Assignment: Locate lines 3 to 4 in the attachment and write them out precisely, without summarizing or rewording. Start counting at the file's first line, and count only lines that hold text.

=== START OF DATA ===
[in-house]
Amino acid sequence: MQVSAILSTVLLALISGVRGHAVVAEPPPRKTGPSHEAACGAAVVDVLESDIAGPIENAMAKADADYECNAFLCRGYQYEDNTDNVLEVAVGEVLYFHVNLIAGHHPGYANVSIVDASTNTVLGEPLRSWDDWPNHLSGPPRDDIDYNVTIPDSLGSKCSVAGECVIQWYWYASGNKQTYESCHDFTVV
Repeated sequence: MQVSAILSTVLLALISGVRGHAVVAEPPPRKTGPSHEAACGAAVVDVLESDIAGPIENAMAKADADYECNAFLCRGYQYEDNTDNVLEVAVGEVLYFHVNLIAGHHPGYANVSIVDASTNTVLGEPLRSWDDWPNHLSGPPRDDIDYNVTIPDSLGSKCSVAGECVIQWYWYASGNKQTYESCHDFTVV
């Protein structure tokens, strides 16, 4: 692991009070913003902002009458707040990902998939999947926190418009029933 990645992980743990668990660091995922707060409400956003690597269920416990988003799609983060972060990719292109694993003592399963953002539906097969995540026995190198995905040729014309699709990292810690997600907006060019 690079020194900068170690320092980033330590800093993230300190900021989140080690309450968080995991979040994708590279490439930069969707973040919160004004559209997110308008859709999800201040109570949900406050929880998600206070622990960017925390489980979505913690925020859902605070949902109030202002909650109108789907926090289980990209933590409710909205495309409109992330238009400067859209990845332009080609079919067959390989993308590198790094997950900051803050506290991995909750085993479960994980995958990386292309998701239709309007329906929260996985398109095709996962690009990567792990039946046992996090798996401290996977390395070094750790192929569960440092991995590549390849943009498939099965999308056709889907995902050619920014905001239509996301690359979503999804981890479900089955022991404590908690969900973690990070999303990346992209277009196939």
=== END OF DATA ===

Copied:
Repeated sequence: MQVSAILSTVLLALISGVRGHAVVAEPPPRKTGPSHEAACGAAVVDVLESDIAGPIENAMAKADADYECNAFLCRGYQYEDNTDNVLEVAVGEVLYFHVNLIAGHHPGYANVSIVDASTNTVLGEPLRSWDDWPNHLSGPPRDDIDYNVTIPDSLGSKCSVAGECVIQWYWYASGNKQTYESCHDFTVV
């Protein structure tokens, strides 16, 4: 692991009070913003902002009458707040990902998939999947926190418009029933 990645992980743990668990660091995922707060409400956003690597269920416990988003799609983060972060990719292109694993003592399963953002539906097969995540026995190198995905040729014309699709990292810690997600907006060019 690079020194900068170690320092980033330590800093993230300190900021989140080690309450968080995991979040994708590279490439930069969707973040919160004004559209997110308008859709999800201040109570949900406050929880998600206070622990960017925390489980979505913690925020859902605070949902109030202002909650109108789907926090289980990209933590409710909205495309409109992330238009400067859209990845332009080609079919067959390989993308590198790094997950900051803050506290991995909750085993479960994980995958990386292309998701239709309007329906929260996985398109095709996962690009990567792990039946046992996090798996401290996977390395070094750790192929569960440092991995590549390849943009498939099965999308056709889907995902050619920014905001239509996301690359979503999804981890479900089955022991404590908690969900973690990070999303990346992209277009196939």